South Africa Inflation Quickens to Seven-Month High on Food Costs
(Bloomberg) -- South African inflation unexpectedly accelerated in October to the highest rate in seven months, driven by food, non-alcoholic beverages, housing and utilities.
Consumer prices rose 3.3% from a year earlier, compared with 3% in September, Pretoria-based Statistics South Africa said Wednesday in a statement on its website. The median estimate of 15 economists in a Bloomberg survey was 3%. Prices rose 0.3% in the month, compared with median estimate of no growth, according to eight economists in a separate survey.
- Despite the uptick, the rate remains close to the floor of the central bank’s target band of 3% to 6%. The Reserve Bank’s benchmark interest rate is at the lowest level since it was introduced in 1998, after the monetary policy committee eased by a total of 300 basis points this year, with inflation that even dipped below the target range for two months. The panel sees price growth remaining at or below the middle of the band at least until the end of 2022.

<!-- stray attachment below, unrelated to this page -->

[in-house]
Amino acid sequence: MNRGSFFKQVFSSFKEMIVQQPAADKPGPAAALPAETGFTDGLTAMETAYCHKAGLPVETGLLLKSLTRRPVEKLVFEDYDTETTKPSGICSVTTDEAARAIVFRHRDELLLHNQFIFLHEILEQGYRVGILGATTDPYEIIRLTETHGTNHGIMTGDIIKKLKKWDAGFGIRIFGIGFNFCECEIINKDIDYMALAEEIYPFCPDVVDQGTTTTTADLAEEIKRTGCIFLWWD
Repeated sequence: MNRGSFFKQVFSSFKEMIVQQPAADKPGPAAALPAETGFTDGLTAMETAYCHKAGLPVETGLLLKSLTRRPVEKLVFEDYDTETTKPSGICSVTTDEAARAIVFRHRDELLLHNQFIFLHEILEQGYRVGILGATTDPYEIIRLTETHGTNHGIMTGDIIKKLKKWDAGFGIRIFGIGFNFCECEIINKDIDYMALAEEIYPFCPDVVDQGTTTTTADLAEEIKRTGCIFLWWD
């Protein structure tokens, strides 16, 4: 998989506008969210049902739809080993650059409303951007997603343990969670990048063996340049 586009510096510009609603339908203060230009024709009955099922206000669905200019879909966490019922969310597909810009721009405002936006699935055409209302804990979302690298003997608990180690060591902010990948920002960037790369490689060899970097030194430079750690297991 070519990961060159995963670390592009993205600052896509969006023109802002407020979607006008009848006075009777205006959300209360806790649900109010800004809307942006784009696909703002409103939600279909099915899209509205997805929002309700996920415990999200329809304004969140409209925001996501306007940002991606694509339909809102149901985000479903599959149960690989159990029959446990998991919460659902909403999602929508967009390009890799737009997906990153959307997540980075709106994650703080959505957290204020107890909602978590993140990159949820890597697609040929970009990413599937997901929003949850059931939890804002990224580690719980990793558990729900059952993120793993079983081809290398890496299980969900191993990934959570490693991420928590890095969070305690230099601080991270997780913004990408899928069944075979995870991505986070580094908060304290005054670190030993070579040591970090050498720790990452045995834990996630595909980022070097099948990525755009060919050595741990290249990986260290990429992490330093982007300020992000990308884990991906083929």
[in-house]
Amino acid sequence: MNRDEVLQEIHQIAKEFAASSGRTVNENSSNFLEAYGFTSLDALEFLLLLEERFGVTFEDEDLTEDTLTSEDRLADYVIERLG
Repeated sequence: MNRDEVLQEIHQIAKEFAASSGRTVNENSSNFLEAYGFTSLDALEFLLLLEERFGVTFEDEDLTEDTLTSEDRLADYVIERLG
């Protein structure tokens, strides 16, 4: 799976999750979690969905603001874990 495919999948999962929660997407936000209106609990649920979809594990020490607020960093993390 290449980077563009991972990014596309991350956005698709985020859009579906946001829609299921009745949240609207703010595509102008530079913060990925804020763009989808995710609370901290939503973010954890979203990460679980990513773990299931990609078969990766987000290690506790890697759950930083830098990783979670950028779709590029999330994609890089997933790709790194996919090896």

- While the central bank held its key rate for a second straight meeting last week and signaled increases next year, it hasn’t “closed the door” on easing due to uncertainties over the outlook for economic growth and inflation, Deputy Governor Fundi Tshazibana said.
- The implied policy rate path of the central bank’s quarterly projection model indicates two increases of 25 basis points each in the third and fourth quarters of 2021, however, future decisions will be data-dependent. The bank sees Africa’s most-industrialized economy shrinking by 8% in 2020, before expanding by 3.5% next year.
- Core inflation, which excludes the prices of food, non-alcoholic drinks, fuel and electricity, also quickened more than projected, to 3.4% from 3.3% in September.
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